These dual-NOR gate chips have two of the above circuits, thus it has six transistors and eight resistors on the chip. It was built in a flat pack, a rectangular flat shape with ten leads arranged five per long side.

The chips are mounted on a multi layer printed circuit board, but welded to the pad rather than soldered. Soldering was not considered reliable enough to use with a machine that has to resist up to 50g of vibration/acceleration.

The multilayer PCB was quite advanced for the time. It was seven layers. This was designed and manufactured in the first half of the 1960s.

The top layer had the pads for the flat pack ICs to be welded, and tabs along the bottom of that layer or interconnects to the board. Next was the voltage layer. In the middle were three layers used for circuit interconnects. A ground layer sat below them and a final interconnect layer was on the bottom of the sandwich.

A printed circuit board was 9 inches wide and just over 1 inch tall, with mounting spots for 60 ICs. Thus, one PCB held 120 NOR gates of logic. The I/O interconnect tabs along the bottom edge of the PCB were in two groups of 40 and a middle group of 58, thus the PCB featured up to 138 connections to the backplane connector. Wires were connected between these tabs and the Malco mini-WASP connectors on the base of the logic module.

The logic module was sealed in epoxy potting, although some testing and development machines were left unpotted for each debugging access. Aluminum modules held two of these PCBs, one per side, with 276 pins of I/O on the bottom. This module plugged into an aluminum tray with a backplane across the bottom.

The backplane had connectors for all the logic modules, up to 240 connections each, with wire-wrap connecting all those pins together. The AGC had two such trays - the logic tray and the memory tray - which were magnesium, bolted together and put on a cold plate, forming a 24 inch by 12.5 inch structure that was 6.5 inches deep. Liquid cooling was supplied to the cold plate to remove the heat during operation.

The AGC was supplied with 28V DC and had internal power supplies to produce the lower voltages, such as 4V and 14V, needed for logic and memory. The main oscillator ran at 2.048 MHz and was used as a common timing source to drive all the attached electronics in the spacecraft.

Memory used ferrite cores. The regular read-write memory (called erasable) was 2048 locations of 16 bit words. The remainder of the memory was read-only (called fixed), built as core rope assemblies. The erasable memory needed space for 32,768 cores to hold the 2K of data, but the design of rope memory provided 36K words with only 3,072 cores.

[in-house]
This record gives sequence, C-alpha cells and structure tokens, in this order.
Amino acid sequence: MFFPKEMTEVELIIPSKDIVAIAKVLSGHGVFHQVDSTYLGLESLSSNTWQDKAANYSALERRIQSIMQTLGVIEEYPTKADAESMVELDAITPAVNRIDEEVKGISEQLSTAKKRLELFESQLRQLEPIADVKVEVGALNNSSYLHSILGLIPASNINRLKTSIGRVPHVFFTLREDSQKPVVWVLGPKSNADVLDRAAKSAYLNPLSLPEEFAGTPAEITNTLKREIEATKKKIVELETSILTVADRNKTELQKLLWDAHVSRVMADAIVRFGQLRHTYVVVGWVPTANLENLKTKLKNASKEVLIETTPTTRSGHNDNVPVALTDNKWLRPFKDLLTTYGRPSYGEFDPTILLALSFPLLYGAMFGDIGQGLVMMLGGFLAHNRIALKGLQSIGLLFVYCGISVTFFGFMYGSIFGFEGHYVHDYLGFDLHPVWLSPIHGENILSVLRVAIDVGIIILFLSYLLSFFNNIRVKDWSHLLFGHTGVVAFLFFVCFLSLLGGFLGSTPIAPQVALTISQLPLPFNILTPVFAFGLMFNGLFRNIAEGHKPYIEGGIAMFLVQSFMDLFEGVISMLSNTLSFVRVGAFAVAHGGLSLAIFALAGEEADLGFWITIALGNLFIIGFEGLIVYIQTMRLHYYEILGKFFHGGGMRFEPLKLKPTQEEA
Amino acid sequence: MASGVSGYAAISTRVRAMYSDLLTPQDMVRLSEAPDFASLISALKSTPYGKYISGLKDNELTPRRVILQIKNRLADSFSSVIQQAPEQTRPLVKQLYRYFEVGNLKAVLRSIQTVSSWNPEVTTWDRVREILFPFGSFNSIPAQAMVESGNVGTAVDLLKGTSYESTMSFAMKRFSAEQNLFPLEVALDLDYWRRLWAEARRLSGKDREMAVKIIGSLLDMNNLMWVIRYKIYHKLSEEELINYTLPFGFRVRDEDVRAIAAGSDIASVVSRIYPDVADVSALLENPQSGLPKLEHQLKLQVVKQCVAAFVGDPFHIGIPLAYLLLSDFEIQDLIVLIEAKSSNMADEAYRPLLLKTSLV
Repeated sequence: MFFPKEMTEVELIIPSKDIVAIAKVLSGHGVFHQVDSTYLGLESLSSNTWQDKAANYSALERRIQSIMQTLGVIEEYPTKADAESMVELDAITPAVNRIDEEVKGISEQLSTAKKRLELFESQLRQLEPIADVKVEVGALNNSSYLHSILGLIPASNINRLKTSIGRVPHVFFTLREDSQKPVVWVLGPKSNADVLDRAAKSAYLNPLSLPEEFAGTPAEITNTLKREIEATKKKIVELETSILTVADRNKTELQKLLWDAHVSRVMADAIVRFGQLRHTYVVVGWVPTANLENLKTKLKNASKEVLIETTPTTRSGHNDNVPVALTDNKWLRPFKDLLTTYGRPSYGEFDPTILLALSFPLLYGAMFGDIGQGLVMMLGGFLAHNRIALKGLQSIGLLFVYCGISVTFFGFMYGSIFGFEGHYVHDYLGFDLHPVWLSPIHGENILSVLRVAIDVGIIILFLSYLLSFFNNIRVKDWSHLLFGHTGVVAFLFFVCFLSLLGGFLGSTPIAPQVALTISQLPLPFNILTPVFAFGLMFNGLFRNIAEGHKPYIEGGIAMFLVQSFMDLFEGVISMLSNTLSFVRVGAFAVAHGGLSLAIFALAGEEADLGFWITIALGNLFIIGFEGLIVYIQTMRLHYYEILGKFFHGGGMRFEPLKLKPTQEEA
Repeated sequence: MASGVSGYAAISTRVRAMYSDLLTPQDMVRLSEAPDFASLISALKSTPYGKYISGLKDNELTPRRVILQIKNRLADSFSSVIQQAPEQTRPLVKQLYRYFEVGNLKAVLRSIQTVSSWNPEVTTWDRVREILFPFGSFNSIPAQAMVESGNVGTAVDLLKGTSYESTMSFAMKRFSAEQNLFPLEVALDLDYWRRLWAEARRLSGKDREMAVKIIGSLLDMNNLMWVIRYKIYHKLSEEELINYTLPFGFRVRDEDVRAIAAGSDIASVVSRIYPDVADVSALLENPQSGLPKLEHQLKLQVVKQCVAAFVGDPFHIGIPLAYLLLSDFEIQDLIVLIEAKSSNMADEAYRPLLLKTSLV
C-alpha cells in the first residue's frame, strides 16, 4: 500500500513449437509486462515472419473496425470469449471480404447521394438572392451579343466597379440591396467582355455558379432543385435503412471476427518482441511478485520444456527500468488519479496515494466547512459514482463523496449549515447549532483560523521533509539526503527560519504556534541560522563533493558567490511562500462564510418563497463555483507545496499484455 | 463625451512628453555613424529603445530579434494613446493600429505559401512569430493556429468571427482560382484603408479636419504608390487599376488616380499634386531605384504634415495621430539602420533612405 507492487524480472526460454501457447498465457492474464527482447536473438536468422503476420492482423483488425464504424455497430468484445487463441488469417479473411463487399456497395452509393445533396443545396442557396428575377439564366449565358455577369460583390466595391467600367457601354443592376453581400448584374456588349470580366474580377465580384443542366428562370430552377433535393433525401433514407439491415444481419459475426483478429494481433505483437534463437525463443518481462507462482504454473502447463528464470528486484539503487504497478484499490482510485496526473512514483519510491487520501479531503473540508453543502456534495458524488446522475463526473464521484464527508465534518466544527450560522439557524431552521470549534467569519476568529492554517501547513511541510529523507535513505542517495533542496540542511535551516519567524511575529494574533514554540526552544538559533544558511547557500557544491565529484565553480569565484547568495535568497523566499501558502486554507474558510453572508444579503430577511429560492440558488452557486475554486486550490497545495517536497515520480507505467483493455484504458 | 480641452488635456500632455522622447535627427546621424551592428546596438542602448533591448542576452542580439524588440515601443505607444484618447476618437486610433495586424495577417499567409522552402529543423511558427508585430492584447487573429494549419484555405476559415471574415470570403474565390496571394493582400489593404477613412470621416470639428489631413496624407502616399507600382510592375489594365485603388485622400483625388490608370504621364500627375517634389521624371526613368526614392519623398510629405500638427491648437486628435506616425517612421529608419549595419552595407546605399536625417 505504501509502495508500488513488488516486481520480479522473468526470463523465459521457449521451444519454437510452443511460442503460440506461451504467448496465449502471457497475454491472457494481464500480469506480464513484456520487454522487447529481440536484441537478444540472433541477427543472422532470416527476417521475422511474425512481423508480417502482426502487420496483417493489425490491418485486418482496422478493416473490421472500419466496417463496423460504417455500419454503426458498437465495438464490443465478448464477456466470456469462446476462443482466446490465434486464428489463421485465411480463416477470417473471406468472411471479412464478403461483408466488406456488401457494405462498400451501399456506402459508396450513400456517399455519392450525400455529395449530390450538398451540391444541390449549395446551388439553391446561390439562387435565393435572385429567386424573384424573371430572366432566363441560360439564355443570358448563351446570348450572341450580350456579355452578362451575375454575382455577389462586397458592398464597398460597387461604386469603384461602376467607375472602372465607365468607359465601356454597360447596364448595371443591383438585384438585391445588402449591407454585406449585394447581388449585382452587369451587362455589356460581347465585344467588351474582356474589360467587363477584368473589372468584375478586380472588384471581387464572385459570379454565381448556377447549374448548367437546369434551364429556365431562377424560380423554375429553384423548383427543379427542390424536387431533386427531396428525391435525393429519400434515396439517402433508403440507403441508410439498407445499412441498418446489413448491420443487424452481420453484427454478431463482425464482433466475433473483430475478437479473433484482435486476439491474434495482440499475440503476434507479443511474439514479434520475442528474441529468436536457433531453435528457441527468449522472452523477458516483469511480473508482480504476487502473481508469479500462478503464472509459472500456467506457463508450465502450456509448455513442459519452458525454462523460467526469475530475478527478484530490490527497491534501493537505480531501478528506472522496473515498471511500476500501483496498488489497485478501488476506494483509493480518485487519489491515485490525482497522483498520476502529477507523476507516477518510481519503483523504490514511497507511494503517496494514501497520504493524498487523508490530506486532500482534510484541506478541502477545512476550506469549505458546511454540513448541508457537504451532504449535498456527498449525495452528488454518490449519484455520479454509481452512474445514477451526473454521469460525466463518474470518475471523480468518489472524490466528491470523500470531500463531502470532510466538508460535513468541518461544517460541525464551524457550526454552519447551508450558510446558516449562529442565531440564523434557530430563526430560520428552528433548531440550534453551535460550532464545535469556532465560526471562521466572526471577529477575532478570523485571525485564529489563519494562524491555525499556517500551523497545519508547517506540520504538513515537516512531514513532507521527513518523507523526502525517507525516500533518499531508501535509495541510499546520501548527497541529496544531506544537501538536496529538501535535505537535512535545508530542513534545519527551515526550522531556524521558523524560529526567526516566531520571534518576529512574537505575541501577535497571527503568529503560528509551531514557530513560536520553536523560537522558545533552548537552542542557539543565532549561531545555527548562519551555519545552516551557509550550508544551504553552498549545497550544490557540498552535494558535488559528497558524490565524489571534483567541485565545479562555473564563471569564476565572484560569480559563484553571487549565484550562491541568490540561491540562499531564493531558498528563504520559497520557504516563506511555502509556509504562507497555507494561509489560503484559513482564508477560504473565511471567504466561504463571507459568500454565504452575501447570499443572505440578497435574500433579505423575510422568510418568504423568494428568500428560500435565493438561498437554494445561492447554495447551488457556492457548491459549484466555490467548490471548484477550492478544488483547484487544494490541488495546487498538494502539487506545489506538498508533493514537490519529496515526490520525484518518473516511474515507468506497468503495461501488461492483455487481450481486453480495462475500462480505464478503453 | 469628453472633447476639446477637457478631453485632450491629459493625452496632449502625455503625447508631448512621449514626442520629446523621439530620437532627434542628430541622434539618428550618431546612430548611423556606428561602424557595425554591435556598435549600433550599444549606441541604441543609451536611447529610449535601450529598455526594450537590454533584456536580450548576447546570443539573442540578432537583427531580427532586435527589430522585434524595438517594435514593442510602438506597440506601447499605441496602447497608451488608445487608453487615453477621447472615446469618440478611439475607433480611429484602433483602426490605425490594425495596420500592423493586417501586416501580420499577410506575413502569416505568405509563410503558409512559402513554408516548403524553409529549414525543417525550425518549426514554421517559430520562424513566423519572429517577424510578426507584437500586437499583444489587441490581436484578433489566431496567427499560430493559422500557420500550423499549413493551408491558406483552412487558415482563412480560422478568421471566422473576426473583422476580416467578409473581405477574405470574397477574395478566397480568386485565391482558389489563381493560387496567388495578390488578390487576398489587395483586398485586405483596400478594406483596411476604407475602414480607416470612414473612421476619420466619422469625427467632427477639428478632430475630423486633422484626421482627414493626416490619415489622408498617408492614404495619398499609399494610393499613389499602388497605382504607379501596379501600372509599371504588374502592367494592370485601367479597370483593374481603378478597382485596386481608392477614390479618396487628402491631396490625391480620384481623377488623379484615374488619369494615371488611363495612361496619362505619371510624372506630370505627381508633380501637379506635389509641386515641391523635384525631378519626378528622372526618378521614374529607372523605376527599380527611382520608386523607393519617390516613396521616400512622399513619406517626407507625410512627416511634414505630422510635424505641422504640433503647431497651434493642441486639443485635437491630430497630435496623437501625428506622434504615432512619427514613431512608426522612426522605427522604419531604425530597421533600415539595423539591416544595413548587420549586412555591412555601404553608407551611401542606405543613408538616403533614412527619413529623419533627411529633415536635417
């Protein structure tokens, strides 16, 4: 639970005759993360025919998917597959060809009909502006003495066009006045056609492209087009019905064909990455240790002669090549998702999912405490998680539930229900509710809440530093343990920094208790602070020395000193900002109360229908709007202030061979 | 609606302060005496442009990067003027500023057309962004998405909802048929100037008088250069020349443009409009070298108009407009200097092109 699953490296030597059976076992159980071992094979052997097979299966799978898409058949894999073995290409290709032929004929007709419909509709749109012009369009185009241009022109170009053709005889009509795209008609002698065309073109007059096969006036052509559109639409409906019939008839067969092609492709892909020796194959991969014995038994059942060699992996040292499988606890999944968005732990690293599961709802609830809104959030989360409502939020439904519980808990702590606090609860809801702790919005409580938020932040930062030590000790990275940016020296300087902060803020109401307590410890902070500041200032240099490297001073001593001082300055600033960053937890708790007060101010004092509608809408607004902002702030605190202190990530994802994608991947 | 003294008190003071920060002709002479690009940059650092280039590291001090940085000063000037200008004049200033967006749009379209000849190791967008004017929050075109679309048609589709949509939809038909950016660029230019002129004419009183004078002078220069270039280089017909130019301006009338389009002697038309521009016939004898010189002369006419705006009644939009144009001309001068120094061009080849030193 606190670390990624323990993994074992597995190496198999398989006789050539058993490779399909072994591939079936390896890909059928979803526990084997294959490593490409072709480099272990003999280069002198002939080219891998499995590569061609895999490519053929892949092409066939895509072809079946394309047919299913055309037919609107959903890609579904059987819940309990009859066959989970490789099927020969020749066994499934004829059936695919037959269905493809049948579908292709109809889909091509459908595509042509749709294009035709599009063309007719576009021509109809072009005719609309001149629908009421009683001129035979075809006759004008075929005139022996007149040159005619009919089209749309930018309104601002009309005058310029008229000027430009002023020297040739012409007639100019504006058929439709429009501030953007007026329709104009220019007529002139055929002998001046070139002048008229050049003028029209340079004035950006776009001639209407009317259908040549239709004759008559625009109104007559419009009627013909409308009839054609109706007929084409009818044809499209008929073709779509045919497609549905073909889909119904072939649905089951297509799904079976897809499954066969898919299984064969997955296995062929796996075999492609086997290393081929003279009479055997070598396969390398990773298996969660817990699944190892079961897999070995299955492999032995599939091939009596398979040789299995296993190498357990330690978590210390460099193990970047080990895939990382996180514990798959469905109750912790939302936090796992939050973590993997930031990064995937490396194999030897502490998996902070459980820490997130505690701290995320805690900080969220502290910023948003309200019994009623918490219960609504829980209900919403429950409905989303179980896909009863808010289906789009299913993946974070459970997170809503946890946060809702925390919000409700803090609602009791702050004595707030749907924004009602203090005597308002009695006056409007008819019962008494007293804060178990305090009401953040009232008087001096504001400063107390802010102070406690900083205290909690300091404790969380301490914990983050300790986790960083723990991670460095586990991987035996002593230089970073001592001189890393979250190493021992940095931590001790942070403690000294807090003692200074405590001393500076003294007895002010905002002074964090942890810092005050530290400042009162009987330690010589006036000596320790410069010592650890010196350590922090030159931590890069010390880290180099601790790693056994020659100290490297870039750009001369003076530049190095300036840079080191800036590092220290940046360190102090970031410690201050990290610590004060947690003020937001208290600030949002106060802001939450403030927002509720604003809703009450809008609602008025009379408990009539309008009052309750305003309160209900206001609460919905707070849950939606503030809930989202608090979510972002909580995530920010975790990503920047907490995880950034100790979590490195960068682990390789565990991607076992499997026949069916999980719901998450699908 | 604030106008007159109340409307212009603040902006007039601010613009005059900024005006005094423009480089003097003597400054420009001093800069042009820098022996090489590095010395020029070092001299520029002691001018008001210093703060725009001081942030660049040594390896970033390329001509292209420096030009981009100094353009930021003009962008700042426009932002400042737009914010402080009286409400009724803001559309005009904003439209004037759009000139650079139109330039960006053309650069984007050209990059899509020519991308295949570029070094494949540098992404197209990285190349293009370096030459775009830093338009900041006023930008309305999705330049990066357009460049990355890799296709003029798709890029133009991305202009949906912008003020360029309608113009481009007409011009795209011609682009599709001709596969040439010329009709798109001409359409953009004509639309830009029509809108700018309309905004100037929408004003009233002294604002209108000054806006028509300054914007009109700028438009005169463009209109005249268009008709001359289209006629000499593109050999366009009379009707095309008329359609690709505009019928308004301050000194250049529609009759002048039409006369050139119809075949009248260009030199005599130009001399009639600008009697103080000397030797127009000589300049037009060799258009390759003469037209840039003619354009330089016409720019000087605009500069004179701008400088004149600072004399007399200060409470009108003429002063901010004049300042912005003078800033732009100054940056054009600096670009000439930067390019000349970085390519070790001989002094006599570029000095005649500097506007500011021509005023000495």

Each core, which was larger than the lithium ferrite core used with erasable memory, is a different material and had many wires threaded through it  A core could hold 192 bits of information because the actual information storage was the wiring of sense lines. The remainder of the wiring was used to select which 16 of the 3072 cores to flip on and off. If a sense wire ran through that core, it produced a 1 on output while the wires that bypassed cores had a 0 output.

The reality was a bit more complex, because the memory was arranged in six core rope modules of 512 cores each (6K words). Inside the module were four planes of 128 cores each. In reality more than 16 cores would be flipped but selection logic and diodes assured that we picked off only the 16 bits that were desired. No individual core would ever have more than 128 sense lines through it (1 bits assigned).

During testing and software development, various core rope simulators were plugged into the AGC in lieu of the actual fixed memory modules. Some would override the core rope module, others replaced the six modules with plugs connected to the simulator. This allowed testing of software changes before the design was frozen and the Raytheon factor wove the sense lines to form a final rope module.

Monday, October 8, 2018

Teletype model 19 restoration complete; Sherman Tank Bar lives another day


Model 19 system

Marc and I finished reassembling the model 19, putting on all the last small parts on covers. Marc had carefully hand polished all the label plates so they would look good when reinstalled. Finally, we had every single part accounted for, everything installed and the table ready to power up for testing.

Flipping the switches to provide power to the REC 30 power supply did turn it on, so that after a 40 second warmup it began supplying 120V DC to the table and all components plugged in there.The other switch was flipped, the send and receive jacks of the model 15 put into the TEST socket, and we verified that the unit would successfully print what was typed.

The test power was adjusted a bit high - over 70ma when the current loop should run at 60 - but it all worked. Another model 15 was hooked to the Line1 jack and it faithfully echoed what is produced on the local model 15. The perforator on the model 15 works as well, punching tape as we typed.

The tape that was punched, threaded into the model 14 Transmitter Distributor, allowed us to test whether the TD was hooked up and working properly. It did send out exactly what was on the tape. At this point, Marc only needs to adjust down the test loop current to 60ma and he can make full use of the model 19.


The life size Sherman Tank bar we made for the Villa Siena fundraiser was given to a different non-profit and will be used again on Veteran's day, Nov 11th, where it will serve as the information booth at Santana Row for the military vehicle event. I am happy to see this bar be of further use before it has to be torn apart and scrapped.